- Haiku -



1½ oz silver tequila (Patron)
¾ oz limoncello
¾ oz lemon juice
½ oz almond syrup
1 oz egg white
Add ingredients to a mixing glass. Shake without ice for 10 seconds. Add ice and shake. Strain into a chilled cocktail glass.

Tasty. Basically a fancy tequila sour. The bitter candy flavours from the limoncello make the difference.

From La Distillerie

- L’Étranger d’à côté -

1½ oz gin (Beefeater)
½ oz Bénédictine
¾ oz kiwi (less than 1, muddled)
¾ oz maple syrup
¾ oz lemon juice
2 dashes Angostura bitters
Add ingredients to a mixing glass. Shake and strain into a cocktail glass.

Hmmm. A tasty and complicated blend of flavour. Strong spicy notes from the Benedictine, kiwi, and maple make an interesting combination that you don’t find anywhere.

Adapted from La Distillerie

- Communist -


1½ oz gin (Broker’s)
½ oz cherry liqueur (Herring)
1 oz orange juice
¾ oz lemon juice
Add ingredients to a mixing glass filled with ice. Shake and strain into a cocktail glass.

Tasty. Very good balance of flavours. Sweet cherry, tart lemon, and orange in between contribute lots of fruity flavour. Most of the botanicals from the gin disappear so use a stiff London dry if you want the extra kick.

From Ted Haigh’s Vintage Spirits and Forgotten Cocktails.

- Blueberry Sour -

blueberry sour
2 oz gin (Broker’s)
½ oz lime juice
¼ oz simple syrup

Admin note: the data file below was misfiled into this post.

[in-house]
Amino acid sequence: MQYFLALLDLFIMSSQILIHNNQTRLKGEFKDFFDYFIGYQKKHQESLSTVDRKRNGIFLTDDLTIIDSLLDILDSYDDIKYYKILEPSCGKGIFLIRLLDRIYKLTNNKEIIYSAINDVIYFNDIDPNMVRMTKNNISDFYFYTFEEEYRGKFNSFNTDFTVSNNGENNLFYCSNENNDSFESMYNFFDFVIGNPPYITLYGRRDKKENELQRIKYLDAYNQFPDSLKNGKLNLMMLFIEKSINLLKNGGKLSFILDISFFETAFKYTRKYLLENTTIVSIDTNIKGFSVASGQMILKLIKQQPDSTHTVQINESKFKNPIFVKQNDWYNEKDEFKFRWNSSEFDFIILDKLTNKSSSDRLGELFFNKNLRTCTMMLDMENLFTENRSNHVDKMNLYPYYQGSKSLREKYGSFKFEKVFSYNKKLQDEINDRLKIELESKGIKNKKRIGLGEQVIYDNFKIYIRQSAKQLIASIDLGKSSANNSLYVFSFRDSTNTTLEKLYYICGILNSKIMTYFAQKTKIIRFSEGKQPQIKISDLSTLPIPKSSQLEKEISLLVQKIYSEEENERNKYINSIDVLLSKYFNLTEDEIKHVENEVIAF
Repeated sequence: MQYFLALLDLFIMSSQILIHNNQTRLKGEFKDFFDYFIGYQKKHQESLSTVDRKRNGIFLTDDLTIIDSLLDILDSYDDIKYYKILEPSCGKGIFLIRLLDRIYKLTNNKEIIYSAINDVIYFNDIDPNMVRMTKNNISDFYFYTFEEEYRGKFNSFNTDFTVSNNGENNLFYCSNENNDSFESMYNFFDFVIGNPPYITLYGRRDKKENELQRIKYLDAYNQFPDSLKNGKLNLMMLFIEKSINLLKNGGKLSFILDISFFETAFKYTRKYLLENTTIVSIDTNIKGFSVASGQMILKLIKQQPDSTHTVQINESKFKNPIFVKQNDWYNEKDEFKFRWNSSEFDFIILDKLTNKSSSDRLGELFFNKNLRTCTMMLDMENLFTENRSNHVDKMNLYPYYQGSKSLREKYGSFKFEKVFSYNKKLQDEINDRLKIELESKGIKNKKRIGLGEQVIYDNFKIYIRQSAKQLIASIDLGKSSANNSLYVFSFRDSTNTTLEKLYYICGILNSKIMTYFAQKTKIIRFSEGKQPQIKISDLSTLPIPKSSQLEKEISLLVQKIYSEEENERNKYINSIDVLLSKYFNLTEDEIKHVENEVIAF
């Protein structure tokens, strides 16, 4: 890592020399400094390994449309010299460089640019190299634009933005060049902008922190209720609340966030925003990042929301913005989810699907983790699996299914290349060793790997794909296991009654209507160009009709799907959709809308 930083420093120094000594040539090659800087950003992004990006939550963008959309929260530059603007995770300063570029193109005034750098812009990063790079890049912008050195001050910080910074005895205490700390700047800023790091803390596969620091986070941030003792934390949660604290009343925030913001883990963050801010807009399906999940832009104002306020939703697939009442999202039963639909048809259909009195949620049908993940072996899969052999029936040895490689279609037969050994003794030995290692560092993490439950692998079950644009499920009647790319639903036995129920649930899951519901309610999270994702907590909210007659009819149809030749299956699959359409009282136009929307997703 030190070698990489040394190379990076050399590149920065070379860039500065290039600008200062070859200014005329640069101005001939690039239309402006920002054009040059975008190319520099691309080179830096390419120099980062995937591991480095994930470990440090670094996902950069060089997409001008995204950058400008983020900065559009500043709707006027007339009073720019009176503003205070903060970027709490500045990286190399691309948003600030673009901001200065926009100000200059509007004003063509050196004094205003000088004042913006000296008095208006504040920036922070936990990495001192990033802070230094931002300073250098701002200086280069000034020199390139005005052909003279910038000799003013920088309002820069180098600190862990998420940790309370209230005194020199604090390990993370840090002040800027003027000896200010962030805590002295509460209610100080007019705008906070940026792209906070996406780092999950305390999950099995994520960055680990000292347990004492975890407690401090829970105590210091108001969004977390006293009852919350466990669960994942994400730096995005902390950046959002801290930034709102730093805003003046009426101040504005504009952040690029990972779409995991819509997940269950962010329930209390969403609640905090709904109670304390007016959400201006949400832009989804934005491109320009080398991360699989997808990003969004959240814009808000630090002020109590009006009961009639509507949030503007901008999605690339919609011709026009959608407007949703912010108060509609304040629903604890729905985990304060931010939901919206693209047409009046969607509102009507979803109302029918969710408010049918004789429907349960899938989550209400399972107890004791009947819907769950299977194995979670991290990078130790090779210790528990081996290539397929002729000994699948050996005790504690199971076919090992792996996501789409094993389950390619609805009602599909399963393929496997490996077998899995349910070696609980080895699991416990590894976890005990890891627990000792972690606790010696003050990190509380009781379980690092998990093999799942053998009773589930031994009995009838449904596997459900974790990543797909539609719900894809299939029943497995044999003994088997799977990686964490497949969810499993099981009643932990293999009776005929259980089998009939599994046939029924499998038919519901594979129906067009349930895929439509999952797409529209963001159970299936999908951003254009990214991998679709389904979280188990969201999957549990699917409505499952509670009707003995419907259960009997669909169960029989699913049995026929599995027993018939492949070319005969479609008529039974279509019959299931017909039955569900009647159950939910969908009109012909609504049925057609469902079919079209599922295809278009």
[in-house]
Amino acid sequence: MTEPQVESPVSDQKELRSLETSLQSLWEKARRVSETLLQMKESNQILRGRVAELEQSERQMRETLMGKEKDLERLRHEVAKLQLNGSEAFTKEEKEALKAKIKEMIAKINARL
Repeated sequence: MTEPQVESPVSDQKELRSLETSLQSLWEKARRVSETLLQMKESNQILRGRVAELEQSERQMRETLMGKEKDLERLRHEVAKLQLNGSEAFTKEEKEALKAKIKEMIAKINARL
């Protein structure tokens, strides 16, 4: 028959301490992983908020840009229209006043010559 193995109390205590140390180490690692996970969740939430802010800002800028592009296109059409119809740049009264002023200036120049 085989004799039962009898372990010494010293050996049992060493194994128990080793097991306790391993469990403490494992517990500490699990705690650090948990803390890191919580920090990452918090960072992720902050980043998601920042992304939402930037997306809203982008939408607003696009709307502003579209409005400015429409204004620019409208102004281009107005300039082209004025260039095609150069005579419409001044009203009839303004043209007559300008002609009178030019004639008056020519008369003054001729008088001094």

¼ oz egg white
small handful wild blueberries
Muddle blueberries in a mixing glass. Add remaining ingredients. Shake without ice for 30 seconds. Add ice and shake. Double strain into a cocktail glass.

I got my hands on a container full of wild blueberries from northern Ontario so, naturally, I had to make a cocktail or three with them.

You can drop the syrup if your blueberries are in season since this drink ended up being very sweet.

- Nostalgie -

1½ oz vodka (Smirnoff)
½ oz Galliano
1 oz lemon juice
½ oz simple syrup
2 oz berries (wild blueberries)
club soda
Add ingredients to a mixing glass filled with ice. Shake and strain into a double old fashioned glass filled with ice. Garnish with mint.

Meh. Maybe it’s just me but I can’t stand vanilla with fruit. Harvey Wallbanger fans might like this.

From La Distillerie

Cocktail Party: India

I have no idea what caused me to host an Indian food themed cocktail party, especially since I knew nothing about the cuisine before booking the date.

After about six weeks of testing, learning, and tinkering, my walls permanently smelled like turmeric (ok, the smell disappeared after two weeks but c’mon).

sandwichI started the evening with a few platters of sandwiches. The spicy cream cheese tomato was my favourite followed by the cilantro chutney with cucumber (I used greek yogurt instead of cream cheese). The ginger cabbage and ginger pineapple sandwiches were a new flavour combination for most but not nearly as popular. (However, no sandwiches lasted long).


samosaMaking samosas for the first time was interesting. They were tasty but without a deep fryer, I had trouble getting a perfect crispy crust. They were served with a tamarind sauce for dipping and were gobbled up fast so I guess they were good. I used a perogie cutter because I’m too lazy to shape them into triangles.